Recently I was updating an older Phoenix app that was built when I was first familiarizing myself with Phoenix and realized there were a couple architectural mistakes in some of the controllers and views. I rectified those mistakes with the following patterns.
Keep your database out of my view by preloading
The view layer in Phoenix serves as a decorator for the template you are about to render. It serves to merge data retrieved in the controller with the additional details that may be needed. On our JSON API backends, we use ja_serializer to convert our models into the proper response. When we have additional details (say we include a blog post’s author for side loading into Ember), we want to make sure that we preload this data before it gets to the view. If we preload from the view itself, we will be creating an N+1 scenario.
Let’s take the case of an index route where you have 20 posts you want
to render. When we wait until we get to the view’s
renders the individual post) to retrieve the author, we will be doing 20
additional SQL queries, as we will be getting the post one by one. If we
preload the author relationship in the controller, we will be executing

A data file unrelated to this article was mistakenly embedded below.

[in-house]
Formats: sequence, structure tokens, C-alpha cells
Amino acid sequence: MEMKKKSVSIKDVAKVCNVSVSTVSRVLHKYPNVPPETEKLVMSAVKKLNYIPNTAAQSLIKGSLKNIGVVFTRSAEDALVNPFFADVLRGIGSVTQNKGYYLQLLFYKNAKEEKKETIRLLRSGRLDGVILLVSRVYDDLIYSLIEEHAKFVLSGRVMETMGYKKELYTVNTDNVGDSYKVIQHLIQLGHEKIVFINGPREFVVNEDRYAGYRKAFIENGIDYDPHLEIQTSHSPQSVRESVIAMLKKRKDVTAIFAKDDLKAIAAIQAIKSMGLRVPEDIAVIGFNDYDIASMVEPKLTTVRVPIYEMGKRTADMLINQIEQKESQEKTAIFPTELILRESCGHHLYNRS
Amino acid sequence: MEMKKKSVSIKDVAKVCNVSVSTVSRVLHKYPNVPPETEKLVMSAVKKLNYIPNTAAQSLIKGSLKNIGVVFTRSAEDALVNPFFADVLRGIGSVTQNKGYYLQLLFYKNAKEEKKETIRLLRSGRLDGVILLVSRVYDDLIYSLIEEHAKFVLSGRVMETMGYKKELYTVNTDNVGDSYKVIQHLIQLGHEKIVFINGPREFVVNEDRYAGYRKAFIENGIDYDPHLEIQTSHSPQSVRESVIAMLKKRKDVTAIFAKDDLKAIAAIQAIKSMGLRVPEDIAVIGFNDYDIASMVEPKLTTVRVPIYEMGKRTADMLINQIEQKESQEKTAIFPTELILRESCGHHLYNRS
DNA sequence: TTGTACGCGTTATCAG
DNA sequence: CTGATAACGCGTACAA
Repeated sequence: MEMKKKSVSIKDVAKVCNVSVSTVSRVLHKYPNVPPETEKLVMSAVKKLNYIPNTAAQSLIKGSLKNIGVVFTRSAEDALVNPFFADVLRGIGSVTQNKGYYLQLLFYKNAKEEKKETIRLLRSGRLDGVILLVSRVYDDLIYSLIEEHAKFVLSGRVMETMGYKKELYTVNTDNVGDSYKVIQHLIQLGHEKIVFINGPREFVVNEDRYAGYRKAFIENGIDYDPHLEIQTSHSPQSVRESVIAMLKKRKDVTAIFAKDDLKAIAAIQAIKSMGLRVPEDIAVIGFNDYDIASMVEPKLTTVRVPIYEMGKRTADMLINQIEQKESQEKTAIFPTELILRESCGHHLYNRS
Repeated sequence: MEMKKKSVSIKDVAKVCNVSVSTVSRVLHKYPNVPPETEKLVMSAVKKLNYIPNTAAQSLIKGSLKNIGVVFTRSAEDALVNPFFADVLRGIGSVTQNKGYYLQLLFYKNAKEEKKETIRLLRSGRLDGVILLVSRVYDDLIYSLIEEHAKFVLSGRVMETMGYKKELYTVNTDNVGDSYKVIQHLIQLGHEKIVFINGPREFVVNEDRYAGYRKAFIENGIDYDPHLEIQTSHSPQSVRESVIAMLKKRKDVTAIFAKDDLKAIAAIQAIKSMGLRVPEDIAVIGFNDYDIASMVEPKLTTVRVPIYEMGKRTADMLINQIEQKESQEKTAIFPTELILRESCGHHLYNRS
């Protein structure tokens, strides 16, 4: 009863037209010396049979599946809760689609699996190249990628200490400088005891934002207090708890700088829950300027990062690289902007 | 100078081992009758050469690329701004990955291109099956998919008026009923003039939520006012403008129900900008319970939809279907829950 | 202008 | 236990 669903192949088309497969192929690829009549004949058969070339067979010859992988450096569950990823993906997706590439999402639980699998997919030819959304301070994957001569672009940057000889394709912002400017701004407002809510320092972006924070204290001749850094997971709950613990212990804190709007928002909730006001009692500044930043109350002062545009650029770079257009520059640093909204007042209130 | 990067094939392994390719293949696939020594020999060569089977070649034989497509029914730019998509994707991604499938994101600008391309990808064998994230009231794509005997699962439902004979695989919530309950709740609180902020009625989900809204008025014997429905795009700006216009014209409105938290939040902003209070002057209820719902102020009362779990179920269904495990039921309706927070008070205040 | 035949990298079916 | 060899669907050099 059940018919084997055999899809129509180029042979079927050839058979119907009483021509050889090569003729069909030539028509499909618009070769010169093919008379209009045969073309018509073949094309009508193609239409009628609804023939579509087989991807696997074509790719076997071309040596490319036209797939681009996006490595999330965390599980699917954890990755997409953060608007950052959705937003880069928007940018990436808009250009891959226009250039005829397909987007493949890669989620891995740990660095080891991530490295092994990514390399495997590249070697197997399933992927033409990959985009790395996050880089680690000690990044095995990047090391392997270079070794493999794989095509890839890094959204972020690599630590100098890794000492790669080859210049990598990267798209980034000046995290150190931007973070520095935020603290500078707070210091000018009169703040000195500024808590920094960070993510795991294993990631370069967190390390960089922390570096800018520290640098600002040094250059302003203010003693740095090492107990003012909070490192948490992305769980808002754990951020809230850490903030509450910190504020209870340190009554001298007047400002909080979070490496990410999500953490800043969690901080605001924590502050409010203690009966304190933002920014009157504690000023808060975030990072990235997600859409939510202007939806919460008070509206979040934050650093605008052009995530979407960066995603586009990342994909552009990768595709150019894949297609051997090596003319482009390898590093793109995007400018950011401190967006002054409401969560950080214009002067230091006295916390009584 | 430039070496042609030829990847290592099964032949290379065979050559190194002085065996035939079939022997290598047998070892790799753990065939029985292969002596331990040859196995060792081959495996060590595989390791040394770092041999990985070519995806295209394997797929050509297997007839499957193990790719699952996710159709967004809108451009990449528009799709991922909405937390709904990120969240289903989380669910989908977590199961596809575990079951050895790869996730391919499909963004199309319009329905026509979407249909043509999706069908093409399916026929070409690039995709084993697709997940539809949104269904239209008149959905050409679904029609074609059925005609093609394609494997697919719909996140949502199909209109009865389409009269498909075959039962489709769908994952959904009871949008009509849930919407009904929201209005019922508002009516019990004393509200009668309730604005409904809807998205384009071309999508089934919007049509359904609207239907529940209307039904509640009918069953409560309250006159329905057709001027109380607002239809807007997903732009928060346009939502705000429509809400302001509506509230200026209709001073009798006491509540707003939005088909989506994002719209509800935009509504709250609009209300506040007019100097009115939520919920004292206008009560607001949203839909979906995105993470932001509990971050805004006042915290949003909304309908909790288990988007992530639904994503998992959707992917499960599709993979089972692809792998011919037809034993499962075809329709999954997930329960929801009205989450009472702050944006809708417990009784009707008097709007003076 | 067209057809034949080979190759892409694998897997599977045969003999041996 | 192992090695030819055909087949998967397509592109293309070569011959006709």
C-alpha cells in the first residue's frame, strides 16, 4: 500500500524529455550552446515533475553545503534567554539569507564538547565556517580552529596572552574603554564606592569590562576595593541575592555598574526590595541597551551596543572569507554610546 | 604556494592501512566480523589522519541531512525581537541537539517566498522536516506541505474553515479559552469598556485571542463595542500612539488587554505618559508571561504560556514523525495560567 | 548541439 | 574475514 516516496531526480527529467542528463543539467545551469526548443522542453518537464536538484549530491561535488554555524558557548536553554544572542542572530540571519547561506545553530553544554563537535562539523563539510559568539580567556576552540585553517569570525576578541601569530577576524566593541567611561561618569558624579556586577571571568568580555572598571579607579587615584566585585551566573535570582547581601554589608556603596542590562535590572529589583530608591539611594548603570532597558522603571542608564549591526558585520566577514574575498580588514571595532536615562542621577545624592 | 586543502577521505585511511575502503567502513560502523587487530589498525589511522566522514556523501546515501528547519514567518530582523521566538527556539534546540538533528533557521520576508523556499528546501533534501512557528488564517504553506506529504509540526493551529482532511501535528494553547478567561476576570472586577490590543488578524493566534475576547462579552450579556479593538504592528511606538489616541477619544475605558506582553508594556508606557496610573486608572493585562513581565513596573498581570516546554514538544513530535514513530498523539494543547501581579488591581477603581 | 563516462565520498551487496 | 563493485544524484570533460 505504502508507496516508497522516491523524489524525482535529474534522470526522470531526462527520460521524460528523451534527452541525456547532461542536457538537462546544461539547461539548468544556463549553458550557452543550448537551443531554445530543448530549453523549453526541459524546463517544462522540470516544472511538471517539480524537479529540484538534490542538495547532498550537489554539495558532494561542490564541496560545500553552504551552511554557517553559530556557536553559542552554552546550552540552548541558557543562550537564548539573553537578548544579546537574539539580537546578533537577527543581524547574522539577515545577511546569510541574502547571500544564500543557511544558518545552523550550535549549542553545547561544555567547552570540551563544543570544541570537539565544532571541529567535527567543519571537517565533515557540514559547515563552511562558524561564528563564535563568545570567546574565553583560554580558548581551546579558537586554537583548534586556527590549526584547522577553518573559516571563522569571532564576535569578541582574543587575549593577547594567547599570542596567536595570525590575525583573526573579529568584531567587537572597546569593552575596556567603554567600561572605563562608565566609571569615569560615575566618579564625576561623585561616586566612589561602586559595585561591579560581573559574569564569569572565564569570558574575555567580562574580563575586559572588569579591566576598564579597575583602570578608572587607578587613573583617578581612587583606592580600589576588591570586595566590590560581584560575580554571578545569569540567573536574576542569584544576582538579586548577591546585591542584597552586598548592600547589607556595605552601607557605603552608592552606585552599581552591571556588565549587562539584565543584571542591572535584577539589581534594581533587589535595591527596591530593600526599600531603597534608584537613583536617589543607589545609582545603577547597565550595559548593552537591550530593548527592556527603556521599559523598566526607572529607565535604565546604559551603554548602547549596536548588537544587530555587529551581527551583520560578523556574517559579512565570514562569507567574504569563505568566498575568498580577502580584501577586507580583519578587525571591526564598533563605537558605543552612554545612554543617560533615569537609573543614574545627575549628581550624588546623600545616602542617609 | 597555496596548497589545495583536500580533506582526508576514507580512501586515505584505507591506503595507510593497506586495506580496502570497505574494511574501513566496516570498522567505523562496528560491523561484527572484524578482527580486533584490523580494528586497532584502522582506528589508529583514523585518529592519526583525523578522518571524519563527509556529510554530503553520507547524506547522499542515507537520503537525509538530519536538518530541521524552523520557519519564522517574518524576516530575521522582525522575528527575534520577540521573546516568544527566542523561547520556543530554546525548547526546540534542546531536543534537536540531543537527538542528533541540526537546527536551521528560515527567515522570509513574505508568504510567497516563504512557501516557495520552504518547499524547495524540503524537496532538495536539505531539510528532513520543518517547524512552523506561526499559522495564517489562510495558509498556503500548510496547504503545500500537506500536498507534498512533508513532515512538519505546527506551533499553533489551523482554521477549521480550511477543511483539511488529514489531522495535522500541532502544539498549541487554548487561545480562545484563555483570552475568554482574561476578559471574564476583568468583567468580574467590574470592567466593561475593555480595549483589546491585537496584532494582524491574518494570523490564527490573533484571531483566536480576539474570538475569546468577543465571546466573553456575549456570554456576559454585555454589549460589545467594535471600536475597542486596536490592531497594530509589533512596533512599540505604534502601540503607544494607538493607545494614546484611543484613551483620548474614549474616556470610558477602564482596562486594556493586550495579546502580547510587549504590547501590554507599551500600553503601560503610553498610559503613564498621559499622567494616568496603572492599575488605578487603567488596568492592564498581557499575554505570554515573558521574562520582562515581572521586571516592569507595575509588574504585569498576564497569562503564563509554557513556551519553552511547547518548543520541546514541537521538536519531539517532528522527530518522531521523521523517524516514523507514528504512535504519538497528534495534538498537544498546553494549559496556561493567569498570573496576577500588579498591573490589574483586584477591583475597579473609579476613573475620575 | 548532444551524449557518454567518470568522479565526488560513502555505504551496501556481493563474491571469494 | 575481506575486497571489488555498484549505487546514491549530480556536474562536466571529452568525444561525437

a single query that retrieves all the authors and places them in the
struct with the post information.
Keep your decoration out of your controllers
You may have additional information you want your view to have access
to. In one case that I came across, we query the database to find the
number of blog posts a specific tag has. We end up storing the
information in a map in the function we created to look up that
information, where the key is the id of the tag, and the value is the
number of posts for that tag. We just went over why you don’t want to do
this work in your view, so how do we pass that information down? We can
Plug.Conn.assign (docs) to store the
information on the
conn which is passed to render in the controller.
What we don’t want to do is start
Enum.maping across the list of tags
and munging the data in the controller. That would be decorating the
model, which is the job of the view.
Everything in its right place
By following the practice of decorating in the view, and doing data
retrieval in the controller, it actually makes it quite difficult to
create an N+1 query. When you have a list of records, the easiest way to
preload data (if you aren’t using
Ecto.Query.preload), is to call
Repo.preload(collection, keys), which will only perform a single query
in the end.
Moving from Rails to Phoenix, I’ve personally found there to be fewer footguns to shoot myself with. I think a big part of that ends up being the fact that with a functional language, you can’t accidentally make a call to the database because your relationship can’t load itself. With Ecto, I have to explicitly load the data for the relationships and that requires me to think about when is the best point to do so.